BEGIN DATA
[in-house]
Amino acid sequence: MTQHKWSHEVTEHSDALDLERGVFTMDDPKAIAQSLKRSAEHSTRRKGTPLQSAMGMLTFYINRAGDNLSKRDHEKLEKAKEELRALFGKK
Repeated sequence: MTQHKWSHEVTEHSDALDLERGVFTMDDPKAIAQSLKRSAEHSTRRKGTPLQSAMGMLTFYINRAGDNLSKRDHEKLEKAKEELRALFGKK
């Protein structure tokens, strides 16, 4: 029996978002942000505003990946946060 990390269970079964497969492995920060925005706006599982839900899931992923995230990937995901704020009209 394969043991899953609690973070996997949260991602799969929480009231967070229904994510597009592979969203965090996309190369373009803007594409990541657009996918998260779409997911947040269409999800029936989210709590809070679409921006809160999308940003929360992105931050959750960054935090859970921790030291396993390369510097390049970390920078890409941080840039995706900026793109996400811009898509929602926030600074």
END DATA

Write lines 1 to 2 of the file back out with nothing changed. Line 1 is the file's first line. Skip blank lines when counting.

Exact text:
[in-house]
Amino acid sequence: MTQHKWSHEVTEHSDALDLERGVFTMDDPKAIAQSLKRSAEHSTRRKGTPLQSAMGMLTFYINRAGDNLSKRDHEKLEKAKEELRALFGKK